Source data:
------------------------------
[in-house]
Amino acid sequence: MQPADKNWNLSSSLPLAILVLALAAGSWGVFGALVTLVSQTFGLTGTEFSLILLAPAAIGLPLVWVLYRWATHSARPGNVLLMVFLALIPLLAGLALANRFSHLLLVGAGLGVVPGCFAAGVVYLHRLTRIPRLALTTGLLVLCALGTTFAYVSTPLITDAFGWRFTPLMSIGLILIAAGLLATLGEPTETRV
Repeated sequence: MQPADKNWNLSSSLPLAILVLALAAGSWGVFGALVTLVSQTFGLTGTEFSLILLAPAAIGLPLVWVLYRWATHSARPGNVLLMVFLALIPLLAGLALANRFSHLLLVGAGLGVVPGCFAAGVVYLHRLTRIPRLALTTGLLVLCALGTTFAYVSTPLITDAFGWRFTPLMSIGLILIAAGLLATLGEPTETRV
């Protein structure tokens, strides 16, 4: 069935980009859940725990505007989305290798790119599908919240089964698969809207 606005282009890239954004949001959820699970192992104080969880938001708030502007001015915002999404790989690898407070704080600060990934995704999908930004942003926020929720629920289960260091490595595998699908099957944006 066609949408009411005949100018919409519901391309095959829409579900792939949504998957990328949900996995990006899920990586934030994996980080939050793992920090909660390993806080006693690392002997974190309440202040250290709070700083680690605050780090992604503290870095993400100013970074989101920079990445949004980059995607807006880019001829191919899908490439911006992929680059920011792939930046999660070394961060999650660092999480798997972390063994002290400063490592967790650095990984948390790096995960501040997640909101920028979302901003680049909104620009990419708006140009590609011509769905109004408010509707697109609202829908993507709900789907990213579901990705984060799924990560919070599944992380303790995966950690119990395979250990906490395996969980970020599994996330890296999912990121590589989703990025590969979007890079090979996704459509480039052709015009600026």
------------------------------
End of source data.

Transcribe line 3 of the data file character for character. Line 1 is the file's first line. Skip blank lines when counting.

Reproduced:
Repeated sequence: MQPADKNWNLSSSLPLAILVLALAAGSWGVFGALVTLVSQTFGLTGTEFSLILLAPAAIGLPLVWVLYRWATHSARPGNVLLMVFLALIPLLAGLALANRFSHLLLVGAGLGVVPGCFAAGVVYLHRLTRIPRLALTTGLLVLCALGTTFAYVSTPLITDAFGWRFTPLMSIGLILIAAGLLATLGEPTETRV